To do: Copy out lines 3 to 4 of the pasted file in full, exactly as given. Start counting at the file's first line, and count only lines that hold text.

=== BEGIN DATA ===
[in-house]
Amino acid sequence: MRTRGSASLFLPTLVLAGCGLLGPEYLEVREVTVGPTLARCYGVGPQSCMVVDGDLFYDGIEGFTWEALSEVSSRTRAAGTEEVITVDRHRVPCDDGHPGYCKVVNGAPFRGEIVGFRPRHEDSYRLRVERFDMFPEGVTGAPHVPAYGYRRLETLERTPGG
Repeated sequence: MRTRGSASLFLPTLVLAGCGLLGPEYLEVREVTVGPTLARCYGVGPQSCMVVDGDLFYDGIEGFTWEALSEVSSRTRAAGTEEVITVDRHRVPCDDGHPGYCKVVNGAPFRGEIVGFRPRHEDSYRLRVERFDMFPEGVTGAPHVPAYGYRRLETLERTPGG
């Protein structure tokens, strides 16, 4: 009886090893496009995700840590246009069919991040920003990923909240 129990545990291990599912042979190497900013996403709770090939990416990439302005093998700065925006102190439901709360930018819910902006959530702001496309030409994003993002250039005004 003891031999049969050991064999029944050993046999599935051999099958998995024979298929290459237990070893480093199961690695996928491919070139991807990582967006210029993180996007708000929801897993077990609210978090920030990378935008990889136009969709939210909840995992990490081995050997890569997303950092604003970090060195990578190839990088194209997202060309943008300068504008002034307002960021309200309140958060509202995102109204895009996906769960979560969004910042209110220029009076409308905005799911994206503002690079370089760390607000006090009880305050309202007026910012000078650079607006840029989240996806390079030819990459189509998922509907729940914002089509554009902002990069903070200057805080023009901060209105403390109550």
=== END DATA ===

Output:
Repeated sequence: MRTRGSASLFLPTLVLAGCGLLGPEYLEVREVTVGPTLARCYGVGPQSCMVVDGDLFYDGIEGFTWEALSEVSSRTRAAGTEEVITVDRHRVPCDDGHPGYCKVVNGAPFRGEIVGFRPRHEDSYRLRVERFDMFPEGVTGAPHVPAYGYRRLETLERTPGG
């Protein structure tokens, strides 16, 4: 009886090893496009995700840590246009069919991040920003990923909240 129990545990291990599912042979190497900013996403709770090939990416990439302005093998700065925006102190439901709360930018819910902006959530702001496309030409994003993002250039005004 003891031999049969050991064999029944050993046999599935051999099958998995024979298929290459237990070893480093199961690695996928491919070139991807990582967006210029993180996007708000929801897993077990609210978090920030990378935008990889136009969709939210909840995992990490081995050997890569997303950092604003970090060195990578190839990088194209997202060309943008300068504008002034307002960021309200309140958060509202995102109204895009996906769960979560969004910042209110220029009076409308905005799911994206503002690079370089760390607000006090009880305050309202007026910012000078650079607006840029989240996806390079030819990459189509998922509907729940914002089509554009902002990069903070200057805080023009901060209105403390109550």